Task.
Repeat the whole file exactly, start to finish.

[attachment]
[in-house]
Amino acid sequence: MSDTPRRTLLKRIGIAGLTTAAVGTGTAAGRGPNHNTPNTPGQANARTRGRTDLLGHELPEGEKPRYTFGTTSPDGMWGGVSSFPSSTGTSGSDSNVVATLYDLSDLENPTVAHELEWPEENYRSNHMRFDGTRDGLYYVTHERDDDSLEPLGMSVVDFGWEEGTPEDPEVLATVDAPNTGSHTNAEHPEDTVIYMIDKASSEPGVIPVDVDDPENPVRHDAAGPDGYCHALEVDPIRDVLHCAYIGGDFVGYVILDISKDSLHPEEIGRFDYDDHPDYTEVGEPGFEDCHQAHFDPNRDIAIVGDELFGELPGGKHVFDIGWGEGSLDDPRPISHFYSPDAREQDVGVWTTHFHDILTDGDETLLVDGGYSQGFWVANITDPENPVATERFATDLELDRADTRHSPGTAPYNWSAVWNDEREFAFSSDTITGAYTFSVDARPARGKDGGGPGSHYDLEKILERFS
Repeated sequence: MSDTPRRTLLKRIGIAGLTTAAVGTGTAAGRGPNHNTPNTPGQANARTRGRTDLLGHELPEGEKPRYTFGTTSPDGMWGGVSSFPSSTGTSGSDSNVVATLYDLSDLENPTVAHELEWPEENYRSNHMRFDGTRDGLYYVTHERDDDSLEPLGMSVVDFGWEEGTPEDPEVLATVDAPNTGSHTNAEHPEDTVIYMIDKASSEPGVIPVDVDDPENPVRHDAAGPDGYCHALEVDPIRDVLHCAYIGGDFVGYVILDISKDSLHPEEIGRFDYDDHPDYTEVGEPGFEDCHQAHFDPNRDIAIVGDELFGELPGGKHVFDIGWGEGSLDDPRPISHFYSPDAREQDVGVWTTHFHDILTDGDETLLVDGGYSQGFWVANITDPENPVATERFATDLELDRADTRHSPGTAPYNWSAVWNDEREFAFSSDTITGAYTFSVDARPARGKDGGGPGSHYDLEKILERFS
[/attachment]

[in-house]
Amino acid sequence: MSDTPRRTLLKRIGIAGLTTAAVGTGTAAGRGPNHNTPNTPGQANARTRGRTDLLGHELPEGEKPRYTFGTTSPDGMWGGVSSFPSSTGTSGSDSNVVATLYDLSDLENPTVAHELEWPEENYRSNHMRFDGTRDGLYYVTHERDDDSLEPLGMSVVDFGWEEGTPEDPEVLATVDAPNTGSHTNAEHPEDTVIYMIDKASSEPGVIPVDVDDPENPVRHDAAGPDGYCHALEVDPIRDVLHCAYIGGDFVGYVILDISKDSLHPEEIGRFDYDDHPDYTEVGEPGFEDCHQAHFDPNRDIAIVGDELFGELPGGKHVFDIGWGEGSLDDPRPISHFYSPDAREQDVGVWTTHFHDILTDGDETLLVDGGYSQGFWVANITDPENPVATERFATDLELDRADTRHSPGTAPYNWSAVWNDEREFAFSSDTITGAYTFSVDARPARGKDGGGPGSHYDLEKILERFS
Repeated sequence: MSDTPRRTLLKRIGIAGLTTAAVGTGTAAGRGPNHNTPNTPGQANARTRGRTDLLGHELPEGEKPRYTFGTTSPDGMWGGVSSFPSSTGTSGSDSNVVATLYDLSDLENPTVAHELEWPEENYRSNHMRFDGTRDGLYYVTHERDDDSLEPLGMSVVDFGWEEGTPEDPEVLATVDAPNTGSHTNAEHPEDTVIYMIDKASSEPGVIPVDVDDPENPVRHDAAGPDGYCHALEVDPIRDVLHCAYIGGDFVGYVILDISKDSLHPEEIGRFDYDDHPDYTEVGEPGFEDCHQAHFDPNRDIAIVGDELFGELPGGKHVFDIGWGEGSLDDPRPISHFYSPDAREQDVGVWTTHFHDILTDGDETLLVDGGYSQGFWVANITDPENPVATERFATDLELDRADTRHSPGTAPYNWSAVWNDEREFAFSSDTITGAYTFSVDARPARGKDGGGPGSHYDLEKILERFS